When you provide presentation tier code as part of your solution–“whole cloth UI’s” as Billy calls them, you should acknowledge that users can be a fickle bunch (read: today’s Lexus experience will become a Yugo eventually–it’s a matter of when, not if).
So you should have a well-factored architecture that separates business logic and services, which serve all your UI’s, from application logic and services, which serve a particular UI (e.g. web-based, Office-based, etc.). Doing so, should produce a “thin veneer” for a presentation layer, which is easier to evolve or replace. Again, the UI serves the task at hand; over time, a new UI may serve the task better.
Today Tim Bray reported that Atom is done. This is good news for the Web, and this is an important opportunity for ECM vendors.
I appreciate it when those involved in a standard take the time to share a concise vision for why the standard matters. According to Tim Bray, Atom’s raison d’être is “Publish” Everywhere. (Or, perhaps, publish-and-edit everywhere, reading last night’s IETF announcement.)
Others have already commented on the potentially powerful relationship between REST and ECM. Given APP’s RESTful approach and it’s focus on publishing and editing web resources (e.g. documents, multimedia, metadata), one should expect to see Atom (format and protocol) take hold across the ECM ecosystem.
It would be helpful to see someone like Sam Ruby, who directly participated in both the WebDAV and Atom working groups, would please comment on why WebDAV failed where Atom is seen to succeed. After all, the purpose of WebDAV–Web Distributed Authoring and Versioning–sounds very similar to Atom‘s present purpose. Both protocols rely on HTTP. Etc. Etc. Tim’s candid reply to a relevant IETF working group thread–“I’ve never really studied DAV”–is also unfortunate.
If, indeed, he’s in the majority, then how can a previous WebDAV and potential Atom standard adopter truly know when Atom-WebDAV divergence is intentional and appropriate, and not just accidental or lazy? Those who invested time in adding “checkin” and “checkout” to their authoring software on behalf of their WebDAV embrace, may be reluctant to add shiny new “publish button” supporting Atom, unless it’s clear how history won’t repeat itself (or rhyme, as Mark Twain would instead suggest).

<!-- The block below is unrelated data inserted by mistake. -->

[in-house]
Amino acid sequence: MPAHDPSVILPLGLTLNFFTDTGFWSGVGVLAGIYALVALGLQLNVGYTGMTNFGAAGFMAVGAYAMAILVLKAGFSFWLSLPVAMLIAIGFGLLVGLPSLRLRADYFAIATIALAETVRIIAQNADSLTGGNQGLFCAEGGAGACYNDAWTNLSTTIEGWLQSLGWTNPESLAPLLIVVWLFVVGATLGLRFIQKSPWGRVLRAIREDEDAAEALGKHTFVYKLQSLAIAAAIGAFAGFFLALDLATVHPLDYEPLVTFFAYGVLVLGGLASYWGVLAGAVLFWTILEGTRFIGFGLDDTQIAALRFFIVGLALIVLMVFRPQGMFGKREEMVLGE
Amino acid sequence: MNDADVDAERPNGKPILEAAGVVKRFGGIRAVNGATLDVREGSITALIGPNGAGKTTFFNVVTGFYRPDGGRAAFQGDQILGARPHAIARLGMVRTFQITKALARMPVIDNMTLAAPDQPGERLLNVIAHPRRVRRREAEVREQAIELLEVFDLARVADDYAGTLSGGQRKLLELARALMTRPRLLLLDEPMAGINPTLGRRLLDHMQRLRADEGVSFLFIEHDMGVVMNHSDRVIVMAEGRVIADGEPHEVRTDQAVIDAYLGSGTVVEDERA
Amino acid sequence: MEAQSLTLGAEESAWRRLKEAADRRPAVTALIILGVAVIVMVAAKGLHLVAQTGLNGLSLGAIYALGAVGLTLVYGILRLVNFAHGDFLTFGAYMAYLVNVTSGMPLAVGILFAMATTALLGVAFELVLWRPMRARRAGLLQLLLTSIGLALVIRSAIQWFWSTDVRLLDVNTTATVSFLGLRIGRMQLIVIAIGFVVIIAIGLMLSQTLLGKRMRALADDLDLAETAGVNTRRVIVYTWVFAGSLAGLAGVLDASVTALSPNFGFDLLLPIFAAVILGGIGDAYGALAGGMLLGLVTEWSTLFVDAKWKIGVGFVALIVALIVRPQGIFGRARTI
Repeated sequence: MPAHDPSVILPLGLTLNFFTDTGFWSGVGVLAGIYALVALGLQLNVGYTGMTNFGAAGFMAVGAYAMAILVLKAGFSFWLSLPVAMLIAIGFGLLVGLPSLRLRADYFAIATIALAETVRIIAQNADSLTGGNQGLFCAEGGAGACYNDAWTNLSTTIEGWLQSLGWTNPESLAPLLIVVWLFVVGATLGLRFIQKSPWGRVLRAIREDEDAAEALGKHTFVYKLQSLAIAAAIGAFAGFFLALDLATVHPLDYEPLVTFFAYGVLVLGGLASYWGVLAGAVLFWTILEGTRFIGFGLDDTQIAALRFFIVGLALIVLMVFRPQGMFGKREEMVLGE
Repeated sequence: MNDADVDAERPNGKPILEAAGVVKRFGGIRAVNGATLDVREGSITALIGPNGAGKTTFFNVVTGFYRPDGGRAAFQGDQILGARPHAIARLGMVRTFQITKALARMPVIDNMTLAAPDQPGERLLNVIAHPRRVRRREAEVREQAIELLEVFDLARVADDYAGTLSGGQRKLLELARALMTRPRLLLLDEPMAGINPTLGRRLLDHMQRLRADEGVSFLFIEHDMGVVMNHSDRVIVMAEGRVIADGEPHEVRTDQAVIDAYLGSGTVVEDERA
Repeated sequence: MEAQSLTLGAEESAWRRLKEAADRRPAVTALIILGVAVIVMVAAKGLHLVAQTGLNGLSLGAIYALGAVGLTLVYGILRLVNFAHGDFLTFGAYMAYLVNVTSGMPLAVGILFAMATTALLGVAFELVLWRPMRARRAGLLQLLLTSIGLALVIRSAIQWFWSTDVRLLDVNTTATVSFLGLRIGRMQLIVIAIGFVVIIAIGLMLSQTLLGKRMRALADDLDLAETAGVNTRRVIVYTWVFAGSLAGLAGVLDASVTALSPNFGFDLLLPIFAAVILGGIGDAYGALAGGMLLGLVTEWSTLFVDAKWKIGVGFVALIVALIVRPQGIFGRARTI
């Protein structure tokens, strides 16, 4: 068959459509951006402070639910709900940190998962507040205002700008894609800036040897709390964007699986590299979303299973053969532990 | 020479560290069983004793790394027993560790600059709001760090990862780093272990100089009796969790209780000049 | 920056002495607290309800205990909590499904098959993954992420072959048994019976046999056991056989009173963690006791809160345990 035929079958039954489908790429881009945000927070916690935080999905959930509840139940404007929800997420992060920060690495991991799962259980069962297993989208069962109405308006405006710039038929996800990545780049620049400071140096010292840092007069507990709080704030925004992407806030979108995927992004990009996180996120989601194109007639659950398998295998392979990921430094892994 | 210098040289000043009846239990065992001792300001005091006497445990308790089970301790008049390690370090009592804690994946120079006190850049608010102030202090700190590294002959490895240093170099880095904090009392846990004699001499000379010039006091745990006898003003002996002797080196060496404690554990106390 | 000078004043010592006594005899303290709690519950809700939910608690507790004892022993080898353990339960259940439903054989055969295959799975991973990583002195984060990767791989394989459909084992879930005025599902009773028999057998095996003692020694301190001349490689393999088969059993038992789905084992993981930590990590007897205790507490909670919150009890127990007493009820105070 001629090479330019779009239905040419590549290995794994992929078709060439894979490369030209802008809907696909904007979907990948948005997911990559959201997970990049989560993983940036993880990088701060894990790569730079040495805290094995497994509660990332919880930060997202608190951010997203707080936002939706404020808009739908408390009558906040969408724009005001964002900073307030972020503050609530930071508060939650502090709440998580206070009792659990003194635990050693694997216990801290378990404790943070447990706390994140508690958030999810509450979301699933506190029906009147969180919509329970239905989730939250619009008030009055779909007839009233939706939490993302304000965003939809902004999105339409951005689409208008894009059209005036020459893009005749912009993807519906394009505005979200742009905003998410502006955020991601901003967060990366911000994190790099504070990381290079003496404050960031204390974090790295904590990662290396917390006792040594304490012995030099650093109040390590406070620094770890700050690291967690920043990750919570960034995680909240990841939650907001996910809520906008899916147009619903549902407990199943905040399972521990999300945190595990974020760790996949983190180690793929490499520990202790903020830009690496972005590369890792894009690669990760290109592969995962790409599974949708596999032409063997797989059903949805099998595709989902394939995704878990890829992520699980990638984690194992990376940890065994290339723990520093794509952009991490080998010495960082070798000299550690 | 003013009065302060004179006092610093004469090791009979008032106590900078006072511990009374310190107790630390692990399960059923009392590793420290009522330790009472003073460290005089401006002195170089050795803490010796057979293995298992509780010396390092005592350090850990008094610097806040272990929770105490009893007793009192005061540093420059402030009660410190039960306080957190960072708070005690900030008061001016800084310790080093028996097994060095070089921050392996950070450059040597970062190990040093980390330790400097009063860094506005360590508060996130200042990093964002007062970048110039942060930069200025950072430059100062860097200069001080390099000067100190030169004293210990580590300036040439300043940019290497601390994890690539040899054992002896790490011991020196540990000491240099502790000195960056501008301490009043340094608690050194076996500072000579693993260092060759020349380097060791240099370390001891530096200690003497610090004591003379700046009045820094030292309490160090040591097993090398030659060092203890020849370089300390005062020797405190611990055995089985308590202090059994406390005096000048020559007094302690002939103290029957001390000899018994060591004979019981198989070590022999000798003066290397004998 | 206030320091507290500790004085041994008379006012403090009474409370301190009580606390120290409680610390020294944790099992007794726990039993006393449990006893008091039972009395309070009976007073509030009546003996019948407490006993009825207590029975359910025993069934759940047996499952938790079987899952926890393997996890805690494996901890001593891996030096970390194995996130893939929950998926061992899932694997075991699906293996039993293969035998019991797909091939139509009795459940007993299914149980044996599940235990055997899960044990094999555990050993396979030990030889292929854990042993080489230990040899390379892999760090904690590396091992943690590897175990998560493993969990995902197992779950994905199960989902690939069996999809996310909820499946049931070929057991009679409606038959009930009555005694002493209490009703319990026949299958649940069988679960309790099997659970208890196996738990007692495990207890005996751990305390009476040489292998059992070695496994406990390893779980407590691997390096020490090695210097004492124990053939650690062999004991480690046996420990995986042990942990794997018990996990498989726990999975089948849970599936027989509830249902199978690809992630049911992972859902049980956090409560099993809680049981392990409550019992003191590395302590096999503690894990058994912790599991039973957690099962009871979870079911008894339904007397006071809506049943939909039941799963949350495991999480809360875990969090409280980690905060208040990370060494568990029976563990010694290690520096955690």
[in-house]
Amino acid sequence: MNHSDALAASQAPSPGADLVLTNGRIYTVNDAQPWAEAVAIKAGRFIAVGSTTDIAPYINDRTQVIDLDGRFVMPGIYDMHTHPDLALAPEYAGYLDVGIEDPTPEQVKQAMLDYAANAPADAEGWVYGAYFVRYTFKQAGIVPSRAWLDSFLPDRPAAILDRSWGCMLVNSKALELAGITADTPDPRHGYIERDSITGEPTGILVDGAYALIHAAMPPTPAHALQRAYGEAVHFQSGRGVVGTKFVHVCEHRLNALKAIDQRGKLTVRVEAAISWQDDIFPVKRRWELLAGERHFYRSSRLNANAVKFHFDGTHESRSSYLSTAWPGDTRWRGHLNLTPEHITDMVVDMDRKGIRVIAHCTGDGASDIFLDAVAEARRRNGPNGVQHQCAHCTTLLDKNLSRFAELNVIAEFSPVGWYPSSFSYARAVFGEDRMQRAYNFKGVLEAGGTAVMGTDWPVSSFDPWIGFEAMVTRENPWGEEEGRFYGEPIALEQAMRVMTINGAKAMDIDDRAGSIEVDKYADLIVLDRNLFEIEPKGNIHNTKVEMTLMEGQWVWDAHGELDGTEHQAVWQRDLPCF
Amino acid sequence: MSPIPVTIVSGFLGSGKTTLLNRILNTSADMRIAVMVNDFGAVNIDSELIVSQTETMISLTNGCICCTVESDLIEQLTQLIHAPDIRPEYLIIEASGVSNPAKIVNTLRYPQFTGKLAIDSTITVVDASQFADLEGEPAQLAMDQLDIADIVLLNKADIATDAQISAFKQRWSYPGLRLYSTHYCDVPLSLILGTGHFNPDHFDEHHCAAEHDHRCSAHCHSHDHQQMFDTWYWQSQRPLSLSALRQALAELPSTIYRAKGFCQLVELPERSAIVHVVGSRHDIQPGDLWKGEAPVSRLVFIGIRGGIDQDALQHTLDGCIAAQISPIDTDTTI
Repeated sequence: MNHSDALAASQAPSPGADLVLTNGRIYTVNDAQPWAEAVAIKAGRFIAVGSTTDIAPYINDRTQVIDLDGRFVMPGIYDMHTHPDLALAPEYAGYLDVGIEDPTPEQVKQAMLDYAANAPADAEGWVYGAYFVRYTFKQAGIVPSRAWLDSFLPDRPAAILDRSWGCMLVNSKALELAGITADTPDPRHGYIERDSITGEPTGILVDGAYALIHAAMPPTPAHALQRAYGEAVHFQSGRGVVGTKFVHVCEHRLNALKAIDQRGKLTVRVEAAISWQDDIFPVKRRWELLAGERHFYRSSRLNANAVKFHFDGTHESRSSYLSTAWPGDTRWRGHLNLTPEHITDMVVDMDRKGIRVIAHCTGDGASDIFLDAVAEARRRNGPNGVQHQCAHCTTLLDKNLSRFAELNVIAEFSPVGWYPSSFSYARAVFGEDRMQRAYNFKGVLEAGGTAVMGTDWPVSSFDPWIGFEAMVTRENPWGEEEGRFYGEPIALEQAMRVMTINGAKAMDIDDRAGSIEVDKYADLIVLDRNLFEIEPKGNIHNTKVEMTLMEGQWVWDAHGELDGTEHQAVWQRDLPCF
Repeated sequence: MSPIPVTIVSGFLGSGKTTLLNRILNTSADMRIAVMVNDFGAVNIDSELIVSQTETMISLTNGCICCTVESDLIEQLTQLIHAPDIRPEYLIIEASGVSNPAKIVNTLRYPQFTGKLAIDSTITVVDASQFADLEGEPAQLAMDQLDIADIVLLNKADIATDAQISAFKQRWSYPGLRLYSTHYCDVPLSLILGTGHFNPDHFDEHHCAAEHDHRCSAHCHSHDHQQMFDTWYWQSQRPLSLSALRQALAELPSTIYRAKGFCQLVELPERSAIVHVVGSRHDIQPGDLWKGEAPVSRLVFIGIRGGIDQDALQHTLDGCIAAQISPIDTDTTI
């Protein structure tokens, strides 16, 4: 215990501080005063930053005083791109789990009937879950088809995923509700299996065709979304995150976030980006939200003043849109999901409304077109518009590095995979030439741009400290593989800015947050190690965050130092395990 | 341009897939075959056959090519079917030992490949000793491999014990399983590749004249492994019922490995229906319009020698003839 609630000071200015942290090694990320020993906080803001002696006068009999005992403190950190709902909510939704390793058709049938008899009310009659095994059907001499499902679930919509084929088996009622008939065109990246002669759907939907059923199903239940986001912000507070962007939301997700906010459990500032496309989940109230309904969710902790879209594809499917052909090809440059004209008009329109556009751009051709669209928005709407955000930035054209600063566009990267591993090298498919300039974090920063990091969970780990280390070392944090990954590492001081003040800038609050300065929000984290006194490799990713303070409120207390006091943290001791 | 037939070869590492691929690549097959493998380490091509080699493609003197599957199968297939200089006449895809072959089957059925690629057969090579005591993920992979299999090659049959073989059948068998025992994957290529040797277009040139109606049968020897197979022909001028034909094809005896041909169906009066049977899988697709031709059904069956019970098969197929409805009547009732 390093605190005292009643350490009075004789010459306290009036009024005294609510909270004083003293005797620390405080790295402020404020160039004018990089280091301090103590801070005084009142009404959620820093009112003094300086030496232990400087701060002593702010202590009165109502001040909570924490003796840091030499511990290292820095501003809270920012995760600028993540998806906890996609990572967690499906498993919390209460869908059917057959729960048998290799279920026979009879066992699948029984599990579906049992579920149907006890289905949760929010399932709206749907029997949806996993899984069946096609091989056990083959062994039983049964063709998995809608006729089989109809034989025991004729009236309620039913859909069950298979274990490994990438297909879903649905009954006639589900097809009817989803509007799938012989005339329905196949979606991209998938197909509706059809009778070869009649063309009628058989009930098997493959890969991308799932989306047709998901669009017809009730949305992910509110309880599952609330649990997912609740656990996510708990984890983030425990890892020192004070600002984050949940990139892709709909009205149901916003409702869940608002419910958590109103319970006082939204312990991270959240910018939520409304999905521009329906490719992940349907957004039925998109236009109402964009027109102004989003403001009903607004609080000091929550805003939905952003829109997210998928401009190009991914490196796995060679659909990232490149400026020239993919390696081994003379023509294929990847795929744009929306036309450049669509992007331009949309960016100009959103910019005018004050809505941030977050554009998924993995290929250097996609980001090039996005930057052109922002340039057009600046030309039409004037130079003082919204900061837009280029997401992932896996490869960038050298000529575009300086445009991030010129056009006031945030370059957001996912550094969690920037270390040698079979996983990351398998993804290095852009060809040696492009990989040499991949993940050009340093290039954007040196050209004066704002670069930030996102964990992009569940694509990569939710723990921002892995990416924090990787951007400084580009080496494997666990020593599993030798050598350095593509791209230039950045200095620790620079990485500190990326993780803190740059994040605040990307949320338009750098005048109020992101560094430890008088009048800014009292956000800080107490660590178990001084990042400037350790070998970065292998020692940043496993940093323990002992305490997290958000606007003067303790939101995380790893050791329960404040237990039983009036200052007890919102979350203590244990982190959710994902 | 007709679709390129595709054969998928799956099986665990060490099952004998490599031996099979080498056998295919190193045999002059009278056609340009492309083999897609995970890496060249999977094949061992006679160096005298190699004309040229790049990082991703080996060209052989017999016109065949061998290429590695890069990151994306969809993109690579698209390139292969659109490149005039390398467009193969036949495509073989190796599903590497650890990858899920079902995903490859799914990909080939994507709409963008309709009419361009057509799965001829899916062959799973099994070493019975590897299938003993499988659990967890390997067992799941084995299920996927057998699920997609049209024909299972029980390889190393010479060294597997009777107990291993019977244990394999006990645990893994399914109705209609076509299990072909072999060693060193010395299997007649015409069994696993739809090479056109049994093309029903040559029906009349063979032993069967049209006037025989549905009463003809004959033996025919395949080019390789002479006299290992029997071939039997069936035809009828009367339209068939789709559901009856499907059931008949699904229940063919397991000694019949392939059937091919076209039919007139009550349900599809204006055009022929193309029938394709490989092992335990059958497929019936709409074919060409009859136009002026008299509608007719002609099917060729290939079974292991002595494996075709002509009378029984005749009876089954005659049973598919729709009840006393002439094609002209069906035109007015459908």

Aside: In general, I find it difficult to talk with others about a standard that has more than one focus (e.g. SAML – (just another) token format or “the universal solvent of identity information,” Atom – feed format or publishing protocol, etc.). Sounds like Tim has similar concerns with the vague nature of “Atom” (without further qualification). Since “APP” is becoming a fairly common acronym for Atom Publishing Protocol, how about “AFF” for “Atom Feed Format (i.e. RFC 4287)? This could leave “Atom” for all-inclusive conversations (i.e. both APP and AFF).
While a quick Google of “cleartype vista” indicates that there is no universal warmth to Windows Vista’s ClearType support, I enjoy reading text in Vista more than I do in XP–even with the tuner powertoy for the down-level OS. I’d like to better understand Vista’s integration with ClearType in more detail; so, if you have a good link to share, thanks in advance.
This improved user experience around text and much-improved power management (i.e. extended battery life) have given my work laptop an unexpected boost in usability. There are still a set of issues that prevent me from recommending Vista generally to folks, and I’m hoping that SP1 later this year will address these completely. (I can always hope, right. )